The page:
Nancy Pelosi characterized the Trump tax legislation earlier this week as “one of the worst bills in the history of the United States of America.”
The Cut, Cut, Cut Act, as Trump wished to call the legislation, may rank as one of the worst names for a bill in the history of the United States of America. But, at the risk of contradicting Ms. Pelosi’s judgments as a historian, the Fugitive Slave Act and the Eighteenth Amendment safely beats it for bad.
Politicians, better students of hyperbole than history, regard their latest victories as among the greatest victories and their most recent defeats as among the gravest defeats. Politicians possess a talent for overstatement, and perhaps when the bill finally passes the president’s talent for this will match Nancy Pelosi’s.
Trump’s triumph surely does not as radically reorient the tax code as such predecessors as Ronald Reagan and Calvin Coolidge, on the one hand, or Franklin Roosevelt and Woodrow Wilson, on the other, did. The top individual rate, for instance, drops by either one percentage point (Senate bill) or by about five percentage points (House bill), or, perhaps in conference, to somewhere in between. That’s not radical. It’s the type of milquetoast change that all of his immediate predecessors instituted — Barack Obama, George W. Bush, Bill Clinton, George H.W. Bush — instituted in one direction or the other.
The one way the legislation radically, and sensibly, reorients the tax code involves the corporate rate. Stuck at 35 percent, above every other nation save three, it now goes to 20 percent, slightly below the global average. This makes American businesses more competitive and gives them less of a reason to shelter money overseas.
While Pelosi’s rote response convinces only of her kneejerk opposition to the president, the bill, certainly an improvement over the status quo, does not approach ideal. It is, evidenced by the narrow margins by which it gained approval in both houses, to borrow from Bismarck, politics as the art of the possible.
When this bill becomes actual, what, then, serves as the art of the possible?
By targeting cuts for C-Corporations, the bill overlooks the pass-throughs that serve as the primary drivers of the economy. Senators Ron Johnson (R-Wisc.) and Steve Daines (R-Mont.) recognized this, and fought for improvements to the bill. But on the next go around, legislators should more faithfully heed their counsel.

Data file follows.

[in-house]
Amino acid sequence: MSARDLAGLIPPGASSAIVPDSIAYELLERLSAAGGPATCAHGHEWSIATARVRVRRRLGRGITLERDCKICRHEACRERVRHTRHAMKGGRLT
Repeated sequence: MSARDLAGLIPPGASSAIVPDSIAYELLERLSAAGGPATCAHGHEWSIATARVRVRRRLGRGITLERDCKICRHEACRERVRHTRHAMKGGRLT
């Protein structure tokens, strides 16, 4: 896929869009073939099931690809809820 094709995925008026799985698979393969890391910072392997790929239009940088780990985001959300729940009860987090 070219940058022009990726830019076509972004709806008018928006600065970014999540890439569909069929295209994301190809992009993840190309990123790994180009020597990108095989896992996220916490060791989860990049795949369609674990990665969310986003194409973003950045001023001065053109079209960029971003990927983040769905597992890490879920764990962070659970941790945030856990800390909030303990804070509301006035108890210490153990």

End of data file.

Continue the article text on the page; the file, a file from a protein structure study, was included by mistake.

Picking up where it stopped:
Most job growth happens in small-to-medium sized private businesses taxed at personal rates as limited-liability companies (LLCs) and Sub-S Corporations. One way to include them in the tax benefits now bestowed upon C-Corporations would be to classify all private businesses, for tax purposes, as C-Corporations — or at least provide this option for pass-throughs.
Apart from the obvious tax benefits, this classification would allow pass-throughs to more easily allow employees to benefit from ownership stakes. Doing so not only motivates workers to work harder, it stands to expand their wealth and give them a larger piece of the American Dream.
Under the legislation working its way through conference, a business classified as a pass-through may pay at a rate of close to 39 percent while a standard C-Corporation faces a 20 percent rate, albeit with taxes on dividends the amount paid may actually dwarf that 20 percent rate. The fix for this involves an elimination, perhaps through a credit, of the double taxation represented by taxes on dividends. In this way, the code treats all private businesses more or less equally.
Alas, opportunities to reorient the tax code come along once or twice in a generation. And the opportunity to institute such a radical reorientation did not present itself with the razor-thin margins, particularly in the Senate, by which this bill passed.
Trump’s tax reform does not rank as “one of the worst bills in the history of the United States of America.” It is for posterity, anyhow, to make that judgment, and for posterity to make further legislative improvements, which, no doubt, win classification as “one of the worst bills in the history of the United States of America” by some complainer or another.
Hunt Lawrence is a New York-based investor. Daniel Flynn is the author of five books.
Notice to Readers: The American Spectator and Spectator World are marks used by independent publishing companies that are not affiliated in any way. If you are looking for The Spectator World please click on the following link: https://spectatorworld.com/.